By Dave Sewell
Downloading PDF. Please wait... Issue 2549

The Unite union needs a fighting leadership – vote Ian Allinson for general secretary

This article is over 4 years, 9 months old
Issue 2549
Ian Allinson on a Fujitsu picket line
Ian Allinson on a Fujitsu picket line (Pic: Socialist Worker)

As Unite union members vote in a leadership election dominated by debate about the Labour Party, the Tories are using the military to break strikes.

It has ordered Royal Navy personnel to scab on the strike by civilian staff at the Faslane and Coulport naval bases in Scotland.

Unite members employed by Babcock Marine are taking a staggered series of strikes alongside an overtime and on-call ban to defend their right to organise.

They accuse Babcock of victimising reps, withdrawing facilities to union meetings and failing to consult the union.

Ian Allinson, the rank-and-file candidate for general secretary, told Socialist Worker, “This is an attack on trade unions and we mustn’t let it stand.

“We can build a general campaign against the government. We have lots of members in Babcock and the Ministry of Defence who can put them under pressure—why aren’t we doing that?”

Unite have also slammed oil baron Jim Ratcliffe’s attempt to tear up agreements at the Grangemouth oil refinery, where workers have endured a three?year pay freeze.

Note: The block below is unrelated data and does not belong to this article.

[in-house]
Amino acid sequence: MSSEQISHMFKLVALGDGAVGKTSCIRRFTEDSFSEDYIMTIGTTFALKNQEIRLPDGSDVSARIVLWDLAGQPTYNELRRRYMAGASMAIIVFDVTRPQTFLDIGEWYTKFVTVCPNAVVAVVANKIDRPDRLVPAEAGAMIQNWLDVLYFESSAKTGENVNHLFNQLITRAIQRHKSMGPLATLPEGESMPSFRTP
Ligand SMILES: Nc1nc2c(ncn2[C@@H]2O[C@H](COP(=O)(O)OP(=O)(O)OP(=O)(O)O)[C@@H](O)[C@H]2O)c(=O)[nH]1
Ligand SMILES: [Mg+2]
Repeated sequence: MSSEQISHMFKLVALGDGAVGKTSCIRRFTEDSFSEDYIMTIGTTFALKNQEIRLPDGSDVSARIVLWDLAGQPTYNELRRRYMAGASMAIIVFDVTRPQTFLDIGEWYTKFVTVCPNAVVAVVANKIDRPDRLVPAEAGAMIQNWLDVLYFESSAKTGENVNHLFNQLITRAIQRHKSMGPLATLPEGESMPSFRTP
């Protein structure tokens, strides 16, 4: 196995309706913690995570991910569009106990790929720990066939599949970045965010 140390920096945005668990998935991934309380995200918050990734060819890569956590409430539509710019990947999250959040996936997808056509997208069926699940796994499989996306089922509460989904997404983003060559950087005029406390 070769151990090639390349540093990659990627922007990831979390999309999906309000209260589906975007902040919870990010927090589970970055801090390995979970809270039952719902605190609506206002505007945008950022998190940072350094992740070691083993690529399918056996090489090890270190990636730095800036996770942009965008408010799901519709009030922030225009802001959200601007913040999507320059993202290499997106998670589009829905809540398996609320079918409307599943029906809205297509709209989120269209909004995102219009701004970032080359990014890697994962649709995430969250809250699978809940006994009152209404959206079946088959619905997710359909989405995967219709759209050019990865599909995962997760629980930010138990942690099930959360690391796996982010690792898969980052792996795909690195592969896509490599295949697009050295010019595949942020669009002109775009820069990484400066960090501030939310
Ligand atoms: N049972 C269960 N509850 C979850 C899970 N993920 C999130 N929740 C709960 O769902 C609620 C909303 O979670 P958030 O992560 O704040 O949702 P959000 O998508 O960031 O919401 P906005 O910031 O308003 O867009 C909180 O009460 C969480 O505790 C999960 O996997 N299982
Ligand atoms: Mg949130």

The Grangemouth workers have immense potential power. But the union set a dangerous precedent by backing down in the face of Ratcliffe’s threat to close the plant in 2013.

Ian said, “The pay freeze is the result of a dreadful deal done in 2013 after Ratcliffe held Unite to ransom.


“We need to make sure we don’t fall for his blackmail again. We need to take him on—and look at threatening nationalisation.”

Right wing candidate, Unite’s West Midlands secretary Gerard Coyne, blamed incumbent Len McCluskey for provoking attacks. The opposite is true—Unite has got too close to bosses.

McCluskey even told BBC Radio Jersey recently that he would oppose measures against tax evasion in case they threatened bank workers’ jobs.

Allinson said, “The poison of ­‘partnership’ with employers is seeping into every sector.

“Instead of coming up with a plan for workers, Unite is just getting behind the bosses’ current business model.

“It’s much too passive. Automation and climate change will bring ­colossal changes. If we’re not proactive and independent we won’t be able to defend jobs.”

McCluskey and Coyne supporters are trying to reduce the election to a proxy war between Labour’s left and right.

But Allinson said, “I’ve found while campaigning that even in workplaces that nominated Coyne the support for him is wafer-thin.

“There are huge opportunities to meet members who are frustrated at Unite’s inadequate response to attacks from the government and the employers and want something more robust.”

Solidarity to Fujitsu strikers

IT services workers were set to strike at Fujitsu across Britain on Thursday in their ongoing fight over job security, pay, pensions and union recognition.

It is the fifth nationwide strike day with three others planned this month. The dispute comes on the back of local strikes in Manchester. The workers are in the Unite union.

Supporters are welcome on picket lines taking place in Blackpool, Basingstoke, Birmingham, Bracknell, Crewe, Edinburgh, London, Manchester, Stevenage, Wakefield and Warrington.

Details at


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